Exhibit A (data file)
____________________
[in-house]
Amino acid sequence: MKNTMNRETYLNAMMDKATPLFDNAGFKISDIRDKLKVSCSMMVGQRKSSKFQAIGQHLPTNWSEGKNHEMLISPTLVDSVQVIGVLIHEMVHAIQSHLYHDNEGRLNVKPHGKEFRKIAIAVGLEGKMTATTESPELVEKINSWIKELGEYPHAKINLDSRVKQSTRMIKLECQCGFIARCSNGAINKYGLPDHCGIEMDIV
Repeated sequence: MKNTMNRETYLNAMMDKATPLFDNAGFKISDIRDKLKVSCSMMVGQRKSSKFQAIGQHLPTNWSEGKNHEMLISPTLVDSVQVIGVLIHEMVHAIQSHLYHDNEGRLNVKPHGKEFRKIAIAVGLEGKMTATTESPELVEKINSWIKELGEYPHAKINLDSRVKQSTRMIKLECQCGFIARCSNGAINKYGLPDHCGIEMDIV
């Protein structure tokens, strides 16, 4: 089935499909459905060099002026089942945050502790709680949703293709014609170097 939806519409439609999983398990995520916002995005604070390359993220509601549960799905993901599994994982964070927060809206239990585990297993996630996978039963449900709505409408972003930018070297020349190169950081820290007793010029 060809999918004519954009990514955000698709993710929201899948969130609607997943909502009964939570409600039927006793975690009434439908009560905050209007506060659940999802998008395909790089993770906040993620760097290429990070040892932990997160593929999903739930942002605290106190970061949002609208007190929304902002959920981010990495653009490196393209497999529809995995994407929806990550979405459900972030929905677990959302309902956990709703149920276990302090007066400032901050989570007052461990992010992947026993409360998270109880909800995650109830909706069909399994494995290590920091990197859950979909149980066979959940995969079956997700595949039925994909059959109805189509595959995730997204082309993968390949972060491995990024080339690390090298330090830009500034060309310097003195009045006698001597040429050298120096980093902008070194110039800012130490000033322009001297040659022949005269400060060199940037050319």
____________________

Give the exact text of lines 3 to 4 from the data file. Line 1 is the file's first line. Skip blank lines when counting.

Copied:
Repeated sequence: MKNTMNRETYLNAMMDKATPLFDNAGFKISDIRDKLKVSCSMMVGQRKSSKFQAIGQHLPTNWSEGKNHEMLISPTLVDSVQVIGVLIHEMVHAIQSHLYHDNEGRLNVKPHGKEFRKIAIAVGLEGKMTATTESPELVEKINSWIKELGEYPHAKINLDSRVKQSTRMIKLECQCGFIARCSNGAINKYGLPDHCGIEMDIV
């Protein structure tokens, strides 16, 4: 089935499909459905060099002026089942945050502790709680949703293709014609170097 939806519409439609999983398990995520916002995005604070390359993220509601549960799905993901599994994982964070927060809206239990585990297993996630996978039963449900709505409408972003930018070297020349190169950081820290007793010029 060809999918004519954009990514955000698709993710929201899948969130609607997943909502009964939570409600039927006793975690009434439908009560905050209007506060659940999802998008395909790089993770906040993620760097290429990070040892932990997160593929999903739930942002605290106190970061949002609208007190929304902002959920981010990495653009490196393209497999529809995995994407929806990550979405459900972030929905677990959302309902956990709703149920276990302090007066400032901050989570007052461990992010992947026993409360998270109880909800995650109830909706069909399994494995290590920091990197859950979909149980066979959940995969079956997700595949039925994909059959109805189509595959995730997204082309993968390949972060491995990024080339690390090298330090830009500034060309310097003195009045006698001597040429050298120096980093902008070194110039800012130490000033322009001297040659022949005269400060060199940037050319």